The present findings provide further evidence concerning the fruitful application of AO during sports training, and support AO as methodology to potentiate the effectiveness of a conventional lineout training. This study provides an innovative and easy-to-apply model of lineout training program; indeed, the video of the model’s action seen directly on the field offers the athletes the opportunity to perform their usual physical training immediately after the observation, thus increasing the possibility of a short-term consolidation of the observed action. The results of this study can assist coaches in designing specific lineout training programs, proposing an innovative and fruitful approach to cognitive training, that could be easily applied on the field. Finally, this study, together with others applying neuroscientific methodologies during sport training, may also encourage sport scientists and coaches to collaborate toward an evidence-based coaching.
The experimental protocol was carried out in agreement with legal requirements and in accordance with the 2013 revision of the Declaration of Helsinki on human trials.
EF, EP, and PR contributed conception and design of the study and critically discussed the results. LS and VF performed the experimental study. AB, LP, and VF organized the database and performed the statistical analysis. EF and AB wrote the first draft of the manuscript. All authors contributed to manuscript revision, read, and approved the submitted version.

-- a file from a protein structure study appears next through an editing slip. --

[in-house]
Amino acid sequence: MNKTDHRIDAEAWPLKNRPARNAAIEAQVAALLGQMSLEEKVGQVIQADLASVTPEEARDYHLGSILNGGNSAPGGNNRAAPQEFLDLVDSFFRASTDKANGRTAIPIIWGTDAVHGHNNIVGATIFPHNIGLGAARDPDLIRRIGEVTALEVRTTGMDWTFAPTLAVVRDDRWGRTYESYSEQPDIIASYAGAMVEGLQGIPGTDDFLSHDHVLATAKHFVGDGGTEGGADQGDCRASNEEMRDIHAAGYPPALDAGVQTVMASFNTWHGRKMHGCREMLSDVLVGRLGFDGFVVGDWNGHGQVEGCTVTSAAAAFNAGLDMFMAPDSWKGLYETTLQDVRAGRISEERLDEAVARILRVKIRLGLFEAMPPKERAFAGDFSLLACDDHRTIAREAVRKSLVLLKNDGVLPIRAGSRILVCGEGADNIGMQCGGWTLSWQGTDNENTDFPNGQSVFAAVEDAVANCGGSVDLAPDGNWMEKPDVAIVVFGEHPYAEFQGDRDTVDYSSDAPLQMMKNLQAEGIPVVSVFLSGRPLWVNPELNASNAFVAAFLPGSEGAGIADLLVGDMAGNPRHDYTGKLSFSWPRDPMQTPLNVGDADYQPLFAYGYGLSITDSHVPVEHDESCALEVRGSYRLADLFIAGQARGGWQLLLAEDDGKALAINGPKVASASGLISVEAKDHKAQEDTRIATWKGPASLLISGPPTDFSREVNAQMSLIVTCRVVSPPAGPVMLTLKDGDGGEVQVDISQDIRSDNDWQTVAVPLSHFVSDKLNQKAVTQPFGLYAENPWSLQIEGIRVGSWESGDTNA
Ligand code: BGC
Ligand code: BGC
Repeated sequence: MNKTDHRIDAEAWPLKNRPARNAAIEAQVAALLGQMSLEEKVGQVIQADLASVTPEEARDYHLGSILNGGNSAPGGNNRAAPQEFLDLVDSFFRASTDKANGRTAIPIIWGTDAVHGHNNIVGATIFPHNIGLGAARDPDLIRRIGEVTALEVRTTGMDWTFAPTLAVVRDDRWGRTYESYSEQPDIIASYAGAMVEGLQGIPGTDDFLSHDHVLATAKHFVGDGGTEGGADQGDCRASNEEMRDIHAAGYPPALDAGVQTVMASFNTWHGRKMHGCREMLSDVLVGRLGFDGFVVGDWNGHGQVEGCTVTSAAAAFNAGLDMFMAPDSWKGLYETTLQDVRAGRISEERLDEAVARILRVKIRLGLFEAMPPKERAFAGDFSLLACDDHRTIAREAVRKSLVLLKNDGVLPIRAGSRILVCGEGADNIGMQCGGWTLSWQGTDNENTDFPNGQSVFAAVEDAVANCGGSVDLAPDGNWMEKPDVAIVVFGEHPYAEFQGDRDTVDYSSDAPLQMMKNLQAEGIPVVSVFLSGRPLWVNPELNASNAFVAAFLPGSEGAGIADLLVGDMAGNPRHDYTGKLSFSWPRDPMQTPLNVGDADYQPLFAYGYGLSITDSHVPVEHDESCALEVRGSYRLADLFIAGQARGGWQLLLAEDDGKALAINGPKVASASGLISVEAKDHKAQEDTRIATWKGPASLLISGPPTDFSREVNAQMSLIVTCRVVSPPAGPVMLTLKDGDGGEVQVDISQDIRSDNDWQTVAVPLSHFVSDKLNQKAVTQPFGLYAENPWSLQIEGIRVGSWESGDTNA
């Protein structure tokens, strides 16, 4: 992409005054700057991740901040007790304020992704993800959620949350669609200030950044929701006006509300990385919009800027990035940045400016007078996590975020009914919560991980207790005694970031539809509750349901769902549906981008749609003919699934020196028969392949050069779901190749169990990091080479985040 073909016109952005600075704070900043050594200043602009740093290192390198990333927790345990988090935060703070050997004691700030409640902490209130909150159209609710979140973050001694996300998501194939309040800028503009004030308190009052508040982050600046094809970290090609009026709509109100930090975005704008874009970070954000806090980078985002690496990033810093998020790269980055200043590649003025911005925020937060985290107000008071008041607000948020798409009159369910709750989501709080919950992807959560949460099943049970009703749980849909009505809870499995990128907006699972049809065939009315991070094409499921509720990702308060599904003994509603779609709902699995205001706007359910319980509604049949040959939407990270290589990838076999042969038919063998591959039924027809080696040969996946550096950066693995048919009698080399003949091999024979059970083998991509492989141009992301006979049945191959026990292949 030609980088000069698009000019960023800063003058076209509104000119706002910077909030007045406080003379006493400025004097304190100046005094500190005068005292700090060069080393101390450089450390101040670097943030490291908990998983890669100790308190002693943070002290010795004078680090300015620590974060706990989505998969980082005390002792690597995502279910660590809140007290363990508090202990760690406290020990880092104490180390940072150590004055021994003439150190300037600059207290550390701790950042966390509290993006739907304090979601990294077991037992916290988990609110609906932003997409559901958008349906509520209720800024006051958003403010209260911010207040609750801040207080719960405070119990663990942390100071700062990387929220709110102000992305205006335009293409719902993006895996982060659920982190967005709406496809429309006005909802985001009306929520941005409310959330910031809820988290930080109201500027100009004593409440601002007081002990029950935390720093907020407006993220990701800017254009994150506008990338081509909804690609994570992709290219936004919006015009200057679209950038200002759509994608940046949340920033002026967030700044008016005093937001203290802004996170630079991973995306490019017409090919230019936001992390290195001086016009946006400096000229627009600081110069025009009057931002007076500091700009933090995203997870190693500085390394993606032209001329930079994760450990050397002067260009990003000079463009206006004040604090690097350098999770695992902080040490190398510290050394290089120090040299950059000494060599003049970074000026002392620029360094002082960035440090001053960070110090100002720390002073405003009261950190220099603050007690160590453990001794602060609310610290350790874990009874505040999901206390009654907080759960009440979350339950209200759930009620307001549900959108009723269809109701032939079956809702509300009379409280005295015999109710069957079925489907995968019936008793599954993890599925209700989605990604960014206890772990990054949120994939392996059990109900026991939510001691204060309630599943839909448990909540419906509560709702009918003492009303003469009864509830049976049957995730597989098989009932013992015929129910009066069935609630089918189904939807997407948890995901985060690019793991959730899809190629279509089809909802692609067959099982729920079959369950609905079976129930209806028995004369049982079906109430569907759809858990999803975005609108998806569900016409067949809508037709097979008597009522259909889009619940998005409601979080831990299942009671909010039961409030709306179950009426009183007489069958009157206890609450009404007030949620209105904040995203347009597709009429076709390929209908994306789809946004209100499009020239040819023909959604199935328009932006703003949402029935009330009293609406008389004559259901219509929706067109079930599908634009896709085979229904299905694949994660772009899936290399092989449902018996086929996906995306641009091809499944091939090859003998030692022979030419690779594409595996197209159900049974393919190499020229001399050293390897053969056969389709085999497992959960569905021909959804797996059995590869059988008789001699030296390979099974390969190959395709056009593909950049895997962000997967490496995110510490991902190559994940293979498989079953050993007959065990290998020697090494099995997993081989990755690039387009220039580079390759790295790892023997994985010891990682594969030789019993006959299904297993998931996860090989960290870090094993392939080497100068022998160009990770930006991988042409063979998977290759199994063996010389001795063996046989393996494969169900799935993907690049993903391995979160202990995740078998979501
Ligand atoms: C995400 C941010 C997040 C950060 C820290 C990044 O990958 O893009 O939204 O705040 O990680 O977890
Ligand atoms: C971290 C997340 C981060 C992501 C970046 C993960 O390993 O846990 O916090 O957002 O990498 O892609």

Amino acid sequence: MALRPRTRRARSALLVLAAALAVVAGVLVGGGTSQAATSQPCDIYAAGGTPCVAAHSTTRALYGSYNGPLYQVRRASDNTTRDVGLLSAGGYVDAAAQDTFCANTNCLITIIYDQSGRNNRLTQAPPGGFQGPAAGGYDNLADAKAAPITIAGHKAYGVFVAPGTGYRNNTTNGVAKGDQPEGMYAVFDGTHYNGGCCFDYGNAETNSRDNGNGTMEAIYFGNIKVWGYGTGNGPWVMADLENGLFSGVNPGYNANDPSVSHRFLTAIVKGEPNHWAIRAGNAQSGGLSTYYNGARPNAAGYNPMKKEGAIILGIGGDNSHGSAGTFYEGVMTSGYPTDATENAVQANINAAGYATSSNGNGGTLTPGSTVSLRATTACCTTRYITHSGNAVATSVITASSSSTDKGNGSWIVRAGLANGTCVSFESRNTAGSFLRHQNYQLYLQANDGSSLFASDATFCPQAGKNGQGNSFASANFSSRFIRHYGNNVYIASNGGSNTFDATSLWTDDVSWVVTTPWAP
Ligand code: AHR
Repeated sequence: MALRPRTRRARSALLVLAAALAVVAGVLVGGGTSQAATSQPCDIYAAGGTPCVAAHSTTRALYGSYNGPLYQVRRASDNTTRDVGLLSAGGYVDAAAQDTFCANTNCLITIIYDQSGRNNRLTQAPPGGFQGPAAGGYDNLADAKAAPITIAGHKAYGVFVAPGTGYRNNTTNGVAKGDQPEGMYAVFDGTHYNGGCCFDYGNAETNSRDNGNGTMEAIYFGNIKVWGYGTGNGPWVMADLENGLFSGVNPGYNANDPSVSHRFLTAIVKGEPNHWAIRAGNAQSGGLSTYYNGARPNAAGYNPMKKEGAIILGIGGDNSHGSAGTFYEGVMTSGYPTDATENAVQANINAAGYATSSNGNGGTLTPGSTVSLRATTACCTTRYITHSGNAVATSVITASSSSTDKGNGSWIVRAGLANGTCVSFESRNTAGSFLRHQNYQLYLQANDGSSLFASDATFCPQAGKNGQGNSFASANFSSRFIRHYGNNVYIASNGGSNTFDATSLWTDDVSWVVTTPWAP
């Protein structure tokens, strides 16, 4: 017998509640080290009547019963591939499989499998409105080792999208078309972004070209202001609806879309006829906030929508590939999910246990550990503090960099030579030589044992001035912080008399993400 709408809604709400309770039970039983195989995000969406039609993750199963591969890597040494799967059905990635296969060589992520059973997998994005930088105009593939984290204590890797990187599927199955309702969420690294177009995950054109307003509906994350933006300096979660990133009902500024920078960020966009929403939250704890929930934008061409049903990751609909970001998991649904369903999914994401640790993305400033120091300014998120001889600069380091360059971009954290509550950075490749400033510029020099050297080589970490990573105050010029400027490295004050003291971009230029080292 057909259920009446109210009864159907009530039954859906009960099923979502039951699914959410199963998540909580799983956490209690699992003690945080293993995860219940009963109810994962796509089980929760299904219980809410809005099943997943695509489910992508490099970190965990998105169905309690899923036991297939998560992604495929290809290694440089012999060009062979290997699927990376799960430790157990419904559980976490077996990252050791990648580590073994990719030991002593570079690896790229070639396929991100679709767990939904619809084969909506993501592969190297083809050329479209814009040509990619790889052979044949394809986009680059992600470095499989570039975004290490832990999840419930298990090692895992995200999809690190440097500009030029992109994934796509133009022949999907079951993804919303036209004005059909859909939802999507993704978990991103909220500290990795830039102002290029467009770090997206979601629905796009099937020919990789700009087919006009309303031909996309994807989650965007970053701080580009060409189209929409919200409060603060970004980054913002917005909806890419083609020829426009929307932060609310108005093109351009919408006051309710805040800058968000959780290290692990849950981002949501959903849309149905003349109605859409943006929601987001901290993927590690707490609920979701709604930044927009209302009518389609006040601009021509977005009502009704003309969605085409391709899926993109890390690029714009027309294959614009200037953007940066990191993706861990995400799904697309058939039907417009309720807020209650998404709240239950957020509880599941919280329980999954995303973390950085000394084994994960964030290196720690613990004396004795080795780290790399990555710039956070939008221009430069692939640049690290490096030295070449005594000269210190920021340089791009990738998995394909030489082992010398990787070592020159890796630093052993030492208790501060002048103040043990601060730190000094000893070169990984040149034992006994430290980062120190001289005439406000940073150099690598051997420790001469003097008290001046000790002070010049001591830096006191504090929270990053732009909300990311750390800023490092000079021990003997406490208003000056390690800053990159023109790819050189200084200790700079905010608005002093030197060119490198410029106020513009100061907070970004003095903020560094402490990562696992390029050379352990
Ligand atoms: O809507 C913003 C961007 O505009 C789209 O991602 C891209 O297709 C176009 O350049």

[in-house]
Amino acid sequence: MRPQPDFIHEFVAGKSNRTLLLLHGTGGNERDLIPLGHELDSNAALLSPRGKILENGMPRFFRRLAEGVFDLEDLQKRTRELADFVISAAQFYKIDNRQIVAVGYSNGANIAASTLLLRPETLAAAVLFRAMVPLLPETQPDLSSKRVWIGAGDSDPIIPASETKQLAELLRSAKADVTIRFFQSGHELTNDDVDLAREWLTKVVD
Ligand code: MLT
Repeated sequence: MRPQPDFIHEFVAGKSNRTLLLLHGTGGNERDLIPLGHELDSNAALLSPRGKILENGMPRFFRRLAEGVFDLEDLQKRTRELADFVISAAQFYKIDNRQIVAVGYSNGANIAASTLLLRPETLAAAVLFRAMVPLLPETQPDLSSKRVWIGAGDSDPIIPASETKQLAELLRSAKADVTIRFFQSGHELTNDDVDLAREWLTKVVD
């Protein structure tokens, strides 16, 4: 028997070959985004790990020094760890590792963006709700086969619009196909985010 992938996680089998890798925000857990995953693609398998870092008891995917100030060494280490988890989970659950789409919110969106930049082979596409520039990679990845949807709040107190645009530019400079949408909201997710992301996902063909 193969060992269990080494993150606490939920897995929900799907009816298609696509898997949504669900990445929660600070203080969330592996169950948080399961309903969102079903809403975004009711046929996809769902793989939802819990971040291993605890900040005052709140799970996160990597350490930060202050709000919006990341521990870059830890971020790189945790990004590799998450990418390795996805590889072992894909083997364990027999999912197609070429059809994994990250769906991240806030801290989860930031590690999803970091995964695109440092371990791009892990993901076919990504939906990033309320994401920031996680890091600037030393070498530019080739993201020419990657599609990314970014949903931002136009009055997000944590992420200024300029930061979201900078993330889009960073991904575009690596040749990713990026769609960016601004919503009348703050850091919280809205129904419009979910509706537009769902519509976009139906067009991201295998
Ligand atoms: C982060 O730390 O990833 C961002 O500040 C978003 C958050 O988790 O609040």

This study was supported in part by the University of Genoa (FRA 2016).
Conflict of Interest Statement
The authors declare that the research was conducted in the absence of any commercial or financial relationships that could be construed as a potential conflict of interest.
The authors gratefully acknowledge the support of Dr. Alessandro Bottino, technical director of Federazione Italiana Rugby Regione Liguria, for his technical assistance, and of Dr. Alessio Signori, researcher of the University of Genoa for his valuable advices in statistical analyses.
The Supplementary Material for this article can be found online at: https://www.frontiersin.org/articles/10.3389/fpsyg.2019.00889/full#supplementary-material
Supplementary Video 1. Video observed by athletes in Action Observation group. The video-clip, displayed from a side view, showed an expert model performing a line out throw at 7 m distance.